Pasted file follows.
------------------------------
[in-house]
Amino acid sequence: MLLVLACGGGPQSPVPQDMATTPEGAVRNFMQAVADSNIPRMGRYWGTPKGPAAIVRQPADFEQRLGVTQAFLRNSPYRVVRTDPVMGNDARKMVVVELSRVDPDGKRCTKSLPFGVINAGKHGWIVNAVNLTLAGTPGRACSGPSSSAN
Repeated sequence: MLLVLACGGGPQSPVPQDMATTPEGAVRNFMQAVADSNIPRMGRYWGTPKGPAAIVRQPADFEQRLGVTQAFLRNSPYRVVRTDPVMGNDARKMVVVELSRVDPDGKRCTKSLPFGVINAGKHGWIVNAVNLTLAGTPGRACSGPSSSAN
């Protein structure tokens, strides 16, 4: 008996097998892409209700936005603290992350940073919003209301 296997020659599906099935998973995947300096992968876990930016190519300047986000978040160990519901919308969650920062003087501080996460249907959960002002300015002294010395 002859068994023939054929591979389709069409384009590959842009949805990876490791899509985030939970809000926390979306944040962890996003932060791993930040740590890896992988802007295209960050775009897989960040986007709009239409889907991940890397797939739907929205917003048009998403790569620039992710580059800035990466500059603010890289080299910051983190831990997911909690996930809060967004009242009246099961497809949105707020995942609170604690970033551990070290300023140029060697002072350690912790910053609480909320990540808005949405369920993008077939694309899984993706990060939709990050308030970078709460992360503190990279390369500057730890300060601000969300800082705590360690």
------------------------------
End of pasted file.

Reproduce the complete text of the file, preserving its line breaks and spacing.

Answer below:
[in-house]
Amino acid sequence: MLLVLACGGGPQSPVPQDMATTPEGAVRNFMQAVADSNIPRMGRYWGTPKGPAAIVRQPADFEQRLGVTQAFLRNSPYRVVRTDPVMGNDARKMVVVELSRVDPDGKRCTKSLPFGVINAGKHGWIVNAVNLTLAGTPGRACSGPSSSAN
Repeated sequence: MLLVLACGGGPQSPVPQDMATTPEGAVRNFMQAVADSNIPRMGRYWGTPKGPAAIVRQPADFEQRLGVTQAFLRNSPYRVVRTDPVMGNDARKMVVVELSRVDPDGKRCTKSLPFGVINAGKHGWIVNAVNLTLAGTPGRACSGPSSSAN
């Protein structure tokens, strides 16, 4: 008996097998892409209700936005603290992350940073919003209301 296997020659599906099935998973995947300096992968876990930016190519300047986000978040160990519901919308969650920062003087501080996460249907959960002002300015002294010395 002859068994023939054929591979389709069409384009590959842009949805990876490791899509985030939970809000926390979306944040962890996003932060791993930040740590890896992988802007295209960050775009897989960040986007709009239409889907991940890397797939739907929205917003048009998403790569620039992710580059800035990466500059603010890289080299910051983190831990997911909690996930809060967004009242009246099961497809949105707020995942609170604690970033551990070290300023140029060697002072350690912790910053609480909320990540808005949405369920993008077939694309899984993706990060939709990050308030970078709460992360503190990279390369500057730890300060601000969300800082705590360690």